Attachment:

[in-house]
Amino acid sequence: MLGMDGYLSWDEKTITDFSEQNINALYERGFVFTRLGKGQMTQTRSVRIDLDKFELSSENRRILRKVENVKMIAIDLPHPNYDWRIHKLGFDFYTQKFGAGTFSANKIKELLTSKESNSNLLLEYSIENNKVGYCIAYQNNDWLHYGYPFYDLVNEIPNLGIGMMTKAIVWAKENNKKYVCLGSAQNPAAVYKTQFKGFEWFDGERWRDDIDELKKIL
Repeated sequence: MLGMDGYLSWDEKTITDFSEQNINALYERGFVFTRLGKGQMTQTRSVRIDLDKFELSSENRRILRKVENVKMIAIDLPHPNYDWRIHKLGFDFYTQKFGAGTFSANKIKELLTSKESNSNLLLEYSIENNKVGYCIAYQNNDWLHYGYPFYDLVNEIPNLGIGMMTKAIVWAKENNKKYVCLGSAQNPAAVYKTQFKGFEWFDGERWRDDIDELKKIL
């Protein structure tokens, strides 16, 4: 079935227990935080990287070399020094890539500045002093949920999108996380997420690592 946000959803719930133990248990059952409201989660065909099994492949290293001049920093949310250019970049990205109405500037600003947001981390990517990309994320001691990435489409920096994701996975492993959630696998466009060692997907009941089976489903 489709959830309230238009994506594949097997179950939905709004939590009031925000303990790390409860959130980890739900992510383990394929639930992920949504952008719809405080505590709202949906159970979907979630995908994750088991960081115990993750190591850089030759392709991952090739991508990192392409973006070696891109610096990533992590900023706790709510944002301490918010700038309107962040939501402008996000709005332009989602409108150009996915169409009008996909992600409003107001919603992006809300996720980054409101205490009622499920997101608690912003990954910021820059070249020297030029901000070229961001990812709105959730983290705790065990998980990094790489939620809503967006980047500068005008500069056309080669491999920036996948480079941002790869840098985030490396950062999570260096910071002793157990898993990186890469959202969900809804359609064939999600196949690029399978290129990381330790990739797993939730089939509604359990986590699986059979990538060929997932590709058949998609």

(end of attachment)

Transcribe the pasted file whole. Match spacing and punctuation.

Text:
[in-house]
Amino acid sequence: MLGMDGYLSWDEKTITDFSEQNINALYERGFVFTRLGKGQMTQTRSVRIDLDKFELSSENRRILRKVENVKMIAIDLPHPNYDWRIHKLGFDFYTQKFGAGTFSANKIKELLTSKESNSNLLLEYSIENNKVGYCIAYQNNDWLHYGYPFYDLVNEIPNLGIGMMTKAIVWAKENNKKYVCLGSAQNPAAVYKTQFKGFEWFDGERWRDDIDELKKIL
Repeated sequence: MLGMDGYLSWDEKTITDFSEQNINALYERGFVFTRLGKGQMTQTRSVRIDLDKFELSSENRRILRKVENVKMIAIDLPHPNYDWRIHKLGFDFYTQKFGAGTFSANKIKELLTSKESNSNLLLEYSIENNKVGYCIAYQNNDWLHYGYPFYDLVNEIPNLGIGMMTKAIVWAKENNKKYVCLGSAQNPAAVYKTQFKGFEWFDGERWRDDIDELKKIL
């Protein structure tokens, strides 16, 4: 079935227990935080990287070399020094890539500045002093949920999108996380997420690592 946000959803719930133990248990059952409201989660065909099994492949290293001049920093949310250019970049990205109405500037600003947001981390990517990309994320001691990435489409920096994701996975492993959630696998466009060692997907009941089976489903 489709959830309230238009994506594949097997179950939905709004939590009031925000303990790390409860959130980890739900992510383990394929639930992920949504952008719809405080505590709202949906159970979907979630995908994750088991960081115990993750190591850089030759392709991952090739991508990192392409973006070696891109610096990533992590900023706790709510944002301490918010700038309107962040939501402008996000709005332009989602409108150009996915169409009008996909992600409003107001919603992006809300996720980054409101205490009622499920997101608690912003990954910021820059070249020297030029901000070229961001990812709105959730983290705790065990998980990094790489939620809503967006980047500068005008500069056309080669491999920036996948480079941002790869840098985030490396950062999570260096910071002793157990898993990186890469959202969900809804359609064939999600196949690029399978290129990381330790990739797993939730089939509604359990986590699986059979990538060929997932590709058949998609």